HC Deb 03 February 1881 vol 258 cc59-60

asked the President of the Local Government Board, If his attention has been called to an Appeal Case heard in the Court of Exchequer on 28th November 1879 (The Overseers of the Parish of St. Werburgh, Derby, Appellants, and Henry Hutchinson, Respondent), when a decision was given that an outgoing tenant leaving premises before the expiration of the period for which a poor rate is made, and is not followed by an incoming tenant, but the premises remaining unoccupied during the remainder of the period, is liable for the full amount of the rate; whether he is aware that, in consequence of this decision, the Poor Law Auditors in various parts of the Country are compelling overseers to collect the full amount levied under the circumstances; and, seeing that the sixteenth section of "The Poor Rate Assessment and Collection Act, 1869,"was intended to remedy this anomaly, he is prepared to take steps for the removal of the injustice referred to?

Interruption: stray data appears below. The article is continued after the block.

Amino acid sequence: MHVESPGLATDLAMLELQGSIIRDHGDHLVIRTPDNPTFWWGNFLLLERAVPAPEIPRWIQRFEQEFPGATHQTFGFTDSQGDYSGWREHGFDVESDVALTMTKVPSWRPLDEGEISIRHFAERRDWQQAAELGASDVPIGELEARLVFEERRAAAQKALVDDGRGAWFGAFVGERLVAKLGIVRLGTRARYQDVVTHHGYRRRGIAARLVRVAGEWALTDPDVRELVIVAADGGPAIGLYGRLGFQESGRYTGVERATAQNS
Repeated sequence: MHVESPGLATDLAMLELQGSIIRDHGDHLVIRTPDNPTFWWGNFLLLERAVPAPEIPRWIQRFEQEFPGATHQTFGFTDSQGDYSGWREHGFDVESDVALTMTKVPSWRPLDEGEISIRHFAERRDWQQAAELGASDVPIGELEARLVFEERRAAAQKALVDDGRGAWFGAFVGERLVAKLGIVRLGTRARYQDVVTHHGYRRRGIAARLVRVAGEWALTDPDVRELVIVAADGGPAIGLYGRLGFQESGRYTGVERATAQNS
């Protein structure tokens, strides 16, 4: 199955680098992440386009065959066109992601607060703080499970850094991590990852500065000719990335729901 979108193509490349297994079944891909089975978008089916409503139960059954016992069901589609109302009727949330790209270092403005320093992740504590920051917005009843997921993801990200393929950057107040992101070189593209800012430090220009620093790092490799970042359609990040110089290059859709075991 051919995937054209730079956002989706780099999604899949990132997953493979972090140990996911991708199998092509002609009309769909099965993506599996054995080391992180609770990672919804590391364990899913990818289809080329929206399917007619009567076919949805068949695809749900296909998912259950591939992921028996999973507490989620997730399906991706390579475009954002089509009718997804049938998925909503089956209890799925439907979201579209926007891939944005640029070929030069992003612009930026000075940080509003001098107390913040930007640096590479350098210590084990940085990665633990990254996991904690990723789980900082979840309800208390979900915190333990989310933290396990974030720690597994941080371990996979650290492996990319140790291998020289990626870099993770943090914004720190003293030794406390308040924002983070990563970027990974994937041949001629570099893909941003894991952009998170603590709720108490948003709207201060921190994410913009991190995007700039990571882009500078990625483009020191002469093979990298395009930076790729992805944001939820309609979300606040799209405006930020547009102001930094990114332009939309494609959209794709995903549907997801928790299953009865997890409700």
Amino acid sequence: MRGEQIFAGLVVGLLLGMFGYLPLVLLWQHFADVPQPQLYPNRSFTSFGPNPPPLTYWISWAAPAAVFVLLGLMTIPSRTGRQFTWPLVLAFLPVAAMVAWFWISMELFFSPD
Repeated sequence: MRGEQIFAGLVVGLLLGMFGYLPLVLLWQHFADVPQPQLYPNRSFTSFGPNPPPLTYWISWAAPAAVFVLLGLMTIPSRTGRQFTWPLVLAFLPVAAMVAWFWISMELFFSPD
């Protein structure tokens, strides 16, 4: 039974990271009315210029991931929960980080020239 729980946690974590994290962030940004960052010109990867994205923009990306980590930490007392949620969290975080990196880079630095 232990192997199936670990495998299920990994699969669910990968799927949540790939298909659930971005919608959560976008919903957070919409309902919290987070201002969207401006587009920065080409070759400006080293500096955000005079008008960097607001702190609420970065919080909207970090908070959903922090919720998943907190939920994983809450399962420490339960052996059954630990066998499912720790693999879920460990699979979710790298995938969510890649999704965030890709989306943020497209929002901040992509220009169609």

My attention has been called to this case; but I am not aware to what extent, if any, the auditors are requiring overseers to collect the full rates from outgoing occupiers. In those cases where there is a liability' to pay the full rate it is incumbent on the overseers to collect the amount; and if they neglect to do so, it is the duty of the auditors to surcharge the overseers with the deficiency. It has been the law ever since the Statute of Elizabeth that a poor rate becomes due immediately after it is allowed by the Justices; and as it is made to cover prospective expenditure during the estimated period, overseers would be involved in serious difficulty if they could not recover the full amount from the occupier, who might otherwise allege that he was about to quit and claim to pay part of the rate only. Section 16 of the Poor Bate Assessment and Collection Act, 1869, was not intended to meet the particular case referred to. The intention was not to protect the ratepayers, but to protect the parish by enabling the overseers, in cases where an outgoing tenant had failed to pay the full rate, to recover a proportionate part from an incoming tenant, or where the premises were unoccupied when the rate was made and become occupied afterwards. At present, it is doubtful whether an outgoing tenant can recover any part of a rate which he has paid from an incoming occupier, and to this extent the law may need amendment; otherwise, in the interest of the ratepayers as a body, there would seem to be good reason why the existing law should be maintained.